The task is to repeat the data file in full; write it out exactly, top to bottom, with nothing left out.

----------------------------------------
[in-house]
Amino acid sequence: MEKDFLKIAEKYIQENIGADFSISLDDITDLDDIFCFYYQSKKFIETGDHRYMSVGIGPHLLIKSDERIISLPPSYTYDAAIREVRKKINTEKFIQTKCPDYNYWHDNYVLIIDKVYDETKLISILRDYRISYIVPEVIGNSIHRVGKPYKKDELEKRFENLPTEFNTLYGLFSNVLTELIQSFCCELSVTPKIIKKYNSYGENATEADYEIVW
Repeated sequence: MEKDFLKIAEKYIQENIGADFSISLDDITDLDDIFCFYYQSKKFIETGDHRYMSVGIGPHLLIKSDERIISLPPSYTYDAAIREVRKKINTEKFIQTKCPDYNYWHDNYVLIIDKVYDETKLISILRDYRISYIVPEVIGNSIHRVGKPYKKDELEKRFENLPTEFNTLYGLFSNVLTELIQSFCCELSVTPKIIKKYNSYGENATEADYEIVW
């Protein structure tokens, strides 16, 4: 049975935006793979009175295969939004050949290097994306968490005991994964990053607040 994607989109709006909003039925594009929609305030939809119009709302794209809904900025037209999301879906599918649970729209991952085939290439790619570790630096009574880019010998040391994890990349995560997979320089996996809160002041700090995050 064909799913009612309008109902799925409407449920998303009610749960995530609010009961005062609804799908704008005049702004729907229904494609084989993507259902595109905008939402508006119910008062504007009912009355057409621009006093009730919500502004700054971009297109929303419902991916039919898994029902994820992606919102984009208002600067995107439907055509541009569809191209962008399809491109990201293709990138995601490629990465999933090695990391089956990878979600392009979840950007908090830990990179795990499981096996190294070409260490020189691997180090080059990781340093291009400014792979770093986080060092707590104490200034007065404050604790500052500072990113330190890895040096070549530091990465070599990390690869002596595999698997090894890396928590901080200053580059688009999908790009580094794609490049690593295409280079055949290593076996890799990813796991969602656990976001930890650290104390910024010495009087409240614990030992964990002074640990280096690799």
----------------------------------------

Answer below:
[in-house]
Amino acid sequence: MEKDFLKIAEKYIQENIGADFSISLDDITDLDDIFCFYYQSKKFIETGDHRYMSVGIGPHLLIKSDERIISLPPSYTYDAAIREVRKKINTEKFIQTKCPDYNYWHDNYVLIIDKVYDETKLISILRDYRISYIVPEVIGNSIHRVGKPYKKDELEKRFENLPTEFNTLYGLFSNVLTELIQSFCCELSVTPKIIKKYNSYGENATEADYEIVW
Repeated sequence: MEKDFLKIAEKYIQENIGADFSISLDDITDLDDIFCFYYQSKKFIETGDHRYMSVGIGPHLLIKSDERIISLPPSYTYDAAIREVRKKINTEKFIQTKCPDYNYWHDNYVLIIDKVYDETKLISILRDYRISYIVPEVIGNSIHRVGKPYKKDELEKRFENLPTEFNTLYGLFSNVLTELIQSFCCELSVTPKIIKKYNSYGENATEADYEIVW
């Protein structure tokens, strides 16, 4: 049975935006793979009175295969939004050949290097994306968490005991994964990053607040 994607989109709006909003039925594009929609305030939809119009709302794209809904900025037209999301879906599918649970729209991952085939290439790619570790630096009574880019010998040391994890990349995560997979320089996996809160002041700090995050 064909799913009612309008109902799925409407449920998303009610749960995530609010009961005062609804799908704008005049702004729907229904494609084989993507259902595109905008939402508006119910008062504007009912009355057409621009006093009730919500502004700054971009297109929303419902991916039919898994029902994820992606919102984009208002600067995107439907055509541009569809191209962008399809491109990201293709990138995601490629990465999933090695990391089956990878979600392009979840950007908090830990990179795990499981096996190294070409260490020189691997180090080059990781340093291009400014792979770093986080060092707590104490200034007065404050604790500052500072990113330190890895040096070549530091990465070599990390690869002596595999698997090894890396928590901080200053580059688009999908790009580094794609490049690593295409280079055949290593076996890799990813796991969602656990976001930890650290104390910024010495009087409240614990030992964990002074640990280096690799």